Youth mental health hangs in balance. Philanthropy can help.

April 14, 2020

Originally published in The Salt Lake Tribune.

America is facing unprecedented challenges. In just a few weeks, COVID-19 has changed nearly every facet of American life. Even as we hopefully look to the time when social distancing and shelter-in-place orders are over, our country – and our state – will not return to the same normal.

As hundreds of thousands of Utah’s youth enter week five of these restrictive measures and social isolation, we should be particularly wary of the impact of this new reality on their mental health.

The youth mental health problem in Utah was dire before coronavirus. According to the Utah Department of Public Health, suicide was the leading cause of death for Utahns ages 10 to 17 years old in 2018, and the second leading cause of death among the same demographic nationwide. According to other reporting, Utah’s rate of suicides among 10- to 17-year-olds skyrocketed from 3.8 per 100,000 in 2009 to 11.1 per 100,000 in 2015 – well above the national rate, which had climbed to just 4.2.

In a preview of a forthcoming study to be published in the Journal of Abnormal Psychology, researchers confirm that today’s young people face an epidemic of anxiety and depression. From 2009 to 2017, depression surged 69 percent among 16- to 17-year-olds. How much worse might this epidemic be in the wake of coronavirus?

Though government must be part of the solution, by its nature government cannot do it all, and it is inadequate for addressing certain types of problems. Pulling our youth back from the edge of despair is a critical priority that demands more – it demands a concerted effort among educators, lawmakers, health professionals and families. Churches and community groups are also critical.

It is in situations like this that America’s philanthropic tradition shines. Private philanthropic foundations in Utah and throughout the nation are marshaling significant financial resources and influence to help address teen suicide within communities, and to fill in where government comes up short.

Utah is home to some of the most generous people in the world. Selfless giving is deeply ingrained in Utah culture. Nearly two dozen Utah foundations invest over $70 million in philanthropic efforts annually. According to one ranking, Utah was the second most charitable state in the nation. It leads all other states in the percentage of population who donate money and ties for first in the percentage of donated income.

Last year, the John and Karen Huntsman Foundation pledged an impressive $150 million to the University of Utah to improve mental health resources for over 30,000 young people on campus, in rural areas, and across the state, and to advance research for improved mental health treatment.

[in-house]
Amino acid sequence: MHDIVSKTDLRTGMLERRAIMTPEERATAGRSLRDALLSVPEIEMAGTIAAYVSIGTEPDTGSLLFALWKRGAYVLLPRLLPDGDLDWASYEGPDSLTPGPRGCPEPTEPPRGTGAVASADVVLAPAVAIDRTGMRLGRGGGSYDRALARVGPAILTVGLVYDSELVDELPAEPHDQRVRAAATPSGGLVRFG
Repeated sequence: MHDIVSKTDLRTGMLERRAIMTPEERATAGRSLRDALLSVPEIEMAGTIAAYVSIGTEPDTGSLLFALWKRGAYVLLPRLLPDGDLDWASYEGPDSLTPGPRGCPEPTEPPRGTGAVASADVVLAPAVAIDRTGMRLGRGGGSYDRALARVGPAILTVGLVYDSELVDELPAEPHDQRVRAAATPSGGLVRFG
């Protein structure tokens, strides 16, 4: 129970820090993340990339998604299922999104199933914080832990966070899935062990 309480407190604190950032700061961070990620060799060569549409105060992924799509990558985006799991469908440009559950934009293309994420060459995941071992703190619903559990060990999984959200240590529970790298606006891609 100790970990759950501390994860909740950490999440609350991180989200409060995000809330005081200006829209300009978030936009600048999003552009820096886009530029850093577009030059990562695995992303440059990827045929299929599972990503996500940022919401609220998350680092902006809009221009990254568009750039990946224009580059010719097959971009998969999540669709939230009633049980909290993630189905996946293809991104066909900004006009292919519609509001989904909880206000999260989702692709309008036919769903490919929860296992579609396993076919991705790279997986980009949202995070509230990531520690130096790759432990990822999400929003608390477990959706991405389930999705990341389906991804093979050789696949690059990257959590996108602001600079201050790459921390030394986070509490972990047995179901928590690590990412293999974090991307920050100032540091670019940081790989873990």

The George S. and Dolores Doré Eccles Foundation, which gives out $26 million annually, supports mental health organizations across the state. The Community Foundation of Utah has provided grants to family support centers that leverage the money to fund needs assessments of mental health services for children.

Foundations are a powerful ally because they are integral to the communities they serve, often working side by side with direct providers on the front lines. They have deep roots within their communities, which help in building trust with stakeholders and recruiting talented workers. Such community integration makes certain that grants are properly targeted and maximally effective.

This partnership between foundations and communities will only grow more important in the wake of coronavirus. Now is the time to encourage more giving, deeper partnership, and greater innovation and creativity to tackle the challenges before us.

Believe it or not, there are some who object to private philanthropy and wish to direct all charitable giving through government channels instead, with all the restrictions and regulations imposed by government. They seek to impose constraints on private foundations that would limit their effectiveness in the communities they serve over time. Now might be the worst possible time in history for increased constraints and regulation.

That is why the philanthropic community is grateful to this year’s Utah Legislature for passing and Governor Gary Herbert for signing into law legislation that preserves private giving by protecting donor anonymity. The legislation also prohibits government intrusion in the makeup of foundation boards or meddling with where and how private giving can be directed. Utah recognizes that private giving should remain exactly that, private – individuals should remain free to give when, where and as they wish. Only with freedom like this will we marshal the resources to tackle the significant challenges before us.

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